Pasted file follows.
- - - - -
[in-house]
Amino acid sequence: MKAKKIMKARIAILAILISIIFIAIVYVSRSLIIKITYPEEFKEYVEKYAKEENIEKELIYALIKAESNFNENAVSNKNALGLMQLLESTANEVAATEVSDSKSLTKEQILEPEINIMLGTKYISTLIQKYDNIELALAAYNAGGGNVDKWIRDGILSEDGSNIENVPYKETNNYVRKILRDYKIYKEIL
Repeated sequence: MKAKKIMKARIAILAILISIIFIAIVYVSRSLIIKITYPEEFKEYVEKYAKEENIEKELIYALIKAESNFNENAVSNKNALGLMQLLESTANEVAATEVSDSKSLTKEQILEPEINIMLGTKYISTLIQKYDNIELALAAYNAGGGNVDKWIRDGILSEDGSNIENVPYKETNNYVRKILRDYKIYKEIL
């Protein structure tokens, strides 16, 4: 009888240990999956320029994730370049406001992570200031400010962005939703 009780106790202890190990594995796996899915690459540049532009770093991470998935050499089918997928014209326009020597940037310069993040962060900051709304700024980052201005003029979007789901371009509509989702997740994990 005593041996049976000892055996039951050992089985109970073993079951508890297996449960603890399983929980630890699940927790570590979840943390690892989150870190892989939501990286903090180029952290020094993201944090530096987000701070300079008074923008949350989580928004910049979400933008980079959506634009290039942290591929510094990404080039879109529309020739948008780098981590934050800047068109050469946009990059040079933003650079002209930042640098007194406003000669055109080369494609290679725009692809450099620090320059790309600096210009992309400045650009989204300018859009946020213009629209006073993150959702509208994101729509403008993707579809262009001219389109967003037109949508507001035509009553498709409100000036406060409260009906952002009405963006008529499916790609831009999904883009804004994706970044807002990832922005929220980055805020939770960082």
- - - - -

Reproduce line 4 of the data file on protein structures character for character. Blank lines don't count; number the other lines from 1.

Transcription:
């Protein structure tokens, strides 16, 4: 009888240990999956320029994730370049406001992570200031400010962005939703 009780106790202890190990594995796996899915690459540049532009770093991470998935050499089918997928014209326009020597940037310069993040962060900051709304700024980052201005003029979007789901371009509509989702997740994990 005593041996049976000892055996039951050992089985109970073993079951508890297996449960603890399983929980630890699940927790570590979840943390690892989150870190892989939501990286903090180029952290020094993201944090530096987000701070300079008074923008949350989580928004910049979400933008980079959506634009290039942290591929510094990404080039879109529309020739948008780098981590934050800047068109050469946009990059040079933003650079002209930042640098007194406003000669055109080369494609290679725009692809450099620090320059790309600096210009992309400045650009989204300018859009946020213009629209006073993150959702509208994101729509403008993707579809262009001219389109967003037109949508507001035509009553498709409100000036406060409260009906952002009405963006008529499916790609831009999904883009804004994706970044807002990832922005929220980055805020939770960082």